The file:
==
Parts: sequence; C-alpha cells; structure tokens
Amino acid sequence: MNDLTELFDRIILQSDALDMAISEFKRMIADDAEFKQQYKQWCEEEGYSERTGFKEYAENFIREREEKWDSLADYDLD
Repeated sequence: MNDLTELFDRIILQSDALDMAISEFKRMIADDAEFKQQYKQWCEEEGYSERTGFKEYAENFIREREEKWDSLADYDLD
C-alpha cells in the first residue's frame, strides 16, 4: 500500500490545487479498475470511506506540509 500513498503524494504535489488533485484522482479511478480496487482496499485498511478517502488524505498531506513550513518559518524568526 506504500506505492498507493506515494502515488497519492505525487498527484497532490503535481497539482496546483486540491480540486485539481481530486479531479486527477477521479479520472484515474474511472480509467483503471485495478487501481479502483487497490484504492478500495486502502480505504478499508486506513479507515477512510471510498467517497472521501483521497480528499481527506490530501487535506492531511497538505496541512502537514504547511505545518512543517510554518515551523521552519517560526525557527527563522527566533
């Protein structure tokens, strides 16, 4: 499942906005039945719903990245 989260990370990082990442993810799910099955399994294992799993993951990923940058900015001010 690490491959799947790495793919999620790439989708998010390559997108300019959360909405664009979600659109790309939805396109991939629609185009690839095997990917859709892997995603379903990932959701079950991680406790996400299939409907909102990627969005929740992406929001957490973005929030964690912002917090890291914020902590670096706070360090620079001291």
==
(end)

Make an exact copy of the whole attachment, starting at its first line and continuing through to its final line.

Parts: sequence; C-alpha cells; structure tokens
Amino acid sequence: MNDLTELFDRIILQSDALDMAISEFKRMIADDAEFKQQYKQWCEEEGYSERTGFKEYAENFIREREEKWDSLADYDLD
Repeated sequence: MNDLTELFDRIILQSDALDMAISEFKRMIADDAEFKQQYKQWCEEEGYSERTGFKEYAENFIREREEKWDSLADYDLD
C-alpha cells in the first residue's frame, strides 16, 4: 500500500490545487479498475470511506506540509 500513498503524494504535489488533485484522482479511478480496487482496499485498511478517502488524505498531506513550513518559518524568526 506504500506505492498507493506515494502515488497519492505525487498527484497532490503535481497539482496546483486540491480540486485539481481530486479531479486527477477521479479520472484515474474511472480509467483503471485495478487501481479502483487497490484504492478500495486502502480505504478499508486506513479507515477512510471510498467517497472521501483521497480528499481527506490530501487535506492531511497538505496541512502537514504547511505545518512543517510554518515551523521552519517560526525557527527563522527566533
């Protein structure tokens, strides 16, 4: 499942906005039945719903990245 989260990370990082990442993810799910099955399994294992799993993951990923940058900015001010 690490491959799947790495793919999620790439989708998010390559997108300019959360909405664009979600659109790309939805396109991939629609185009690839095997990917859709892997995603379903990932959701079950991680406790996400299939409907909102990627969005929740992406929001957490973005929030964690912002917090890291914020902590670096706070360090620079001291």